There’s no quick fix in Afghanistan
Michael Williams | The Guardian
Last week Barack Obama announced a new strategy for Afghanistan that he believes addresses the fundamental realities of the problem – including the rather belated American realization that Pakistan is integral to achieving even a remote resemblance to stability. The attacks in Lahore on Monday illustrate once again the need for a comprehensive regional solution in South Asia. But does the president’s vague public strategy hit the mark?
The most glaring problem with the proposed plan is that it continues to ignore the realities of development and military action. The White House argues that development assistance to Pakistan will help strengthen the state. The same has been said about Afghanistan. Research indicates that economic assistance and development do reduce internal state conflict and decay. However, development timelines stretch for decades, not days, weeks and months.
Military operations, however, are gauged on a much shorter timeline. Part of the problem in Afghanistan has been that development has been militarized. Development objectives are seen as a necessity to advance the political military objectives. This is problematic. Take Pakistan for example. On the one hand Obama wants to develop his way to stability; on the other, he continues to use predator drone strikes against insurgent forces. These strikes may kill insurgents, but they also inflame Pakistani public opinion against the US, thus ultimately undermining the development agenda.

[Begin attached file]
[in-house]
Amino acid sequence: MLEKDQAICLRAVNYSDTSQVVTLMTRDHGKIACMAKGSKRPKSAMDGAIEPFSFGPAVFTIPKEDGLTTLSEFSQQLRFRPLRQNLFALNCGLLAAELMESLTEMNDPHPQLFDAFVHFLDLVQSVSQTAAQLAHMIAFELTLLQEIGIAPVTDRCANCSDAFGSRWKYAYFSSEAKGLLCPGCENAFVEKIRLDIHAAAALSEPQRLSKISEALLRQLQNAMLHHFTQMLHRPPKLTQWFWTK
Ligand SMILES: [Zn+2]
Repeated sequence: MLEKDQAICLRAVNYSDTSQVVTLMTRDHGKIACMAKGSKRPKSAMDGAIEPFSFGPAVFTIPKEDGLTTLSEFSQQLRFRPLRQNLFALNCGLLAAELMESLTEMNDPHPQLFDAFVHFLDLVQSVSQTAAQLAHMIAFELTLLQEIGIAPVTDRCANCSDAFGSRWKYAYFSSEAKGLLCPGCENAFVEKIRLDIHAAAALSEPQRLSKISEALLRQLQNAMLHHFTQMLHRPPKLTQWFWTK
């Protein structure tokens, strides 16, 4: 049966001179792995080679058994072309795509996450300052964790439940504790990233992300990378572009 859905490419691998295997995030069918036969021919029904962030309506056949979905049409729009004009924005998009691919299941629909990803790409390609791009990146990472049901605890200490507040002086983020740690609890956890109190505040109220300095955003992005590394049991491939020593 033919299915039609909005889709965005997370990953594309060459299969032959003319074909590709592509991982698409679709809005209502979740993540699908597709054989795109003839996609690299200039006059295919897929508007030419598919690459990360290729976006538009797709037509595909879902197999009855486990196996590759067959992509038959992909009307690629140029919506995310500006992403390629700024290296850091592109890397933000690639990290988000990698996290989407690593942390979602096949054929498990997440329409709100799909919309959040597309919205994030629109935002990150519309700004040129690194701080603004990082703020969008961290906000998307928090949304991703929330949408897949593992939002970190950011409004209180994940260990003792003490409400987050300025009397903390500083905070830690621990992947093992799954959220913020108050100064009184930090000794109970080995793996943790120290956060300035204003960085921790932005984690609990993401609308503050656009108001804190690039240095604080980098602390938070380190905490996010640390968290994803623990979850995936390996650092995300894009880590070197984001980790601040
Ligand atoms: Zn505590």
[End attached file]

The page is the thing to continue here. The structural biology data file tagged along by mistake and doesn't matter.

All of this falls victim to a third timeline, of course: that of the US electoral cycle. Obama wants results in time for congressional midterm elections which are just two years away. If he is smart, he will continue to lower expectations because in two years the West will be lucky if we can manage the status quo in South Asia, never mind improve it.
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